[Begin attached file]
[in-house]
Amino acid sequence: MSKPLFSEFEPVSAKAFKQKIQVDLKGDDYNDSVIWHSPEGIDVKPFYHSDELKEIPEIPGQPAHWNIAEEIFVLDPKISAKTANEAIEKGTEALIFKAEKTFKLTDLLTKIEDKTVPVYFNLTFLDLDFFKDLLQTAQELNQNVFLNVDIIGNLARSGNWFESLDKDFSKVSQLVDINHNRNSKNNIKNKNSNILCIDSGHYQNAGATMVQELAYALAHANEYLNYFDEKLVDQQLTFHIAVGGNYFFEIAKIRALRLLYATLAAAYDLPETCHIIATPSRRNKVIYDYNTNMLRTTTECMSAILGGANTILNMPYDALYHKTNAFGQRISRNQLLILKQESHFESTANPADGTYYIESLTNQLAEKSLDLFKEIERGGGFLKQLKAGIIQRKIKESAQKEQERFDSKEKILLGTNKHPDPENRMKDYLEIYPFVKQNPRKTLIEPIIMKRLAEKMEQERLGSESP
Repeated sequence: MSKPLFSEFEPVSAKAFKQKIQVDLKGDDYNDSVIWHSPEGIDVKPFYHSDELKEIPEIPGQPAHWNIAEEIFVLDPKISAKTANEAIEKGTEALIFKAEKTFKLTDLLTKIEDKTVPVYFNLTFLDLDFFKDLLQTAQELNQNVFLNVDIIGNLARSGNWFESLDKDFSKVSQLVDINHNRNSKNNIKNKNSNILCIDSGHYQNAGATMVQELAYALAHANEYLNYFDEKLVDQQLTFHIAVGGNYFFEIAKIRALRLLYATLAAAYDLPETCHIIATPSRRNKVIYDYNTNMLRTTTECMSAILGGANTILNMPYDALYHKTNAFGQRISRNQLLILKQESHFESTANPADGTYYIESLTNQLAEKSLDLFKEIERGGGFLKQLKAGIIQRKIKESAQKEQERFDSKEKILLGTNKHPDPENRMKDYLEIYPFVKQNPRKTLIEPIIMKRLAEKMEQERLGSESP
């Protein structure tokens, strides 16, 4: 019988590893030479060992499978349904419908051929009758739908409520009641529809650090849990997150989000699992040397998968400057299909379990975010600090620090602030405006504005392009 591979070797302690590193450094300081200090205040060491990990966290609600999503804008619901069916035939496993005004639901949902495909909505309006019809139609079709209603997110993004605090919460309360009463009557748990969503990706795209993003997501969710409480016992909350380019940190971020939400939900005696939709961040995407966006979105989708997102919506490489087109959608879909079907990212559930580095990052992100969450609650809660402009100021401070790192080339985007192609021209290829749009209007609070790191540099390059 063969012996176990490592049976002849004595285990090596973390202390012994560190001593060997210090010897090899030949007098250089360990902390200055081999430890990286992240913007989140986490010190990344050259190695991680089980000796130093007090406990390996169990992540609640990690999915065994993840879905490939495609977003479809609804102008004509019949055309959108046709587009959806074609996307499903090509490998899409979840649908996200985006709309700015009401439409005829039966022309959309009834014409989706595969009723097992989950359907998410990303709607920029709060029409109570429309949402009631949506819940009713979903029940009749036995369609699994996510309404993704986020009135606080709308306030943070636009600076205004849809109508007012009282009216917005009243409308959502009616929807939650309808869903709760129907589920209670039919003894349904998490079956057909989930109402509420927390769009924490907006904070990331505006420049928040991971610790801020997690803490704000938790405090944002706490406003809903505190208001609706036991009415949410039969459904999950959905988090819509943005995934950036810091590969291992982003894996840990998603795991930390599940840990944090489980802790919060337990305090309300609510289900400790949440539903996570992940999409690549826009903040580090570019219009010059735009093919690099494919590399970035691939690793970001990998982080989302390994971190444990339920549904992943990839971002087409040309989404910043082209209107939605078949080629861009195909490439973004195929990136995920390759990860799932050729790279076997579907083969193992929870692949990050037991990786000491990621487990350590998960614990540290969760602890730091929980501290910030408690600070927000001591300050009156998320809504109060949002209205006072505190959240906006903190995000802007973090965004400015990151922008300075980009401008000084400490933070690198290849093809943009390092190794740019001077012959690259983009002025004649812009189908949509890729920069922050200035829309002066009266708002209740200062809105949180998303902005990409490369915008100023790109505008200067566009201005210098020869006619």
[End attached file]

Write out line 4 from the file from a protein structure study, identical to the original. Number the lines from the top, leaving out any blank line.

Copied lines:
């Protein structure tokens, strides 16, 4: 019988590893030479060992499978349904419908051929009758739908409520009641529809650090849990997150989000699992040397998968400057299909379990975010600090620090602030405006504005392009 591979070797302690590193450094300081200090205040060491990990966290609600999503804008619901069916035939496993005004639901949902495909909505309006019809139609079709209603997110993004605090919460309360009463009557748990969503990706795209993003997501969710409480016992909350380019940190971020939400939900005696939709961040995407966006979105989708997102919506490489087109959608879909079907990212559930580095990052992100969450609650809660402009100021401070790192080339985007192609021209290829749009209007609070790191540099390059 063969012996176990490592049976002849004595285990090596973390202390012994560190001593060997210090010897090899030949007098250089360990902390200055081999430890990286992240913007989140986490010190990344050259190695991680089980000796130093007090406990390996169990992540609640990690999915065994993840879905490939495609977003479809609804102008004509019949055309959108046709587009959806074609996307499903090509490998899409979840649908996200985006709309700015009401439409005829039966022309959309009834014409989706595969009723097992989950359907998410990303709607920029709060029409109570429309949402009631949506819940009713979903029940009749036995369609699994996510309404993704986020009135606080709308306030943070636009600076205004849809109508007012009282009216917005009243409308959502009616929807939650309808869903709760129907589920209670039919003894349904998490079956057909989930109402509420927390769009924490907006904070990331505006420049928040991971610790801020997690803490704000938790405090944002706490406003809903505190208001609706036991009415949410039969459904999950959905988090819509943005995934950036810091590969291992982003894996840990998603795991930390599940840990944090489980802790919060337990305090309300609510289900400790949440539903996570992940999409690549826009903040580090570019219009010059735009093919690099494919590399970035691939690793970001990998982080989302390994971190444990339920549904992943990839971002087409040309989404910043082209209107939605078949080629861009195909490439973004195929990136995920390759990860799932050729790279076997579907083969193992929870692949990050037991990786000491990621487990350590998960614990540290969760602890730091929980501290910030408690600070927000001591300050009156998320809504109060949002209205006072505190959240906006903190995000802007973090965004400015990151922008300075980009401008000084400490933070690198290849093809943009390092190794740019001077012959690259983009002025004649812009189908949509890729920069922050200035829309002066009266708002209740200062809105949180998303902005990409490369915008100023790109505008200067566009201005210098020869006619």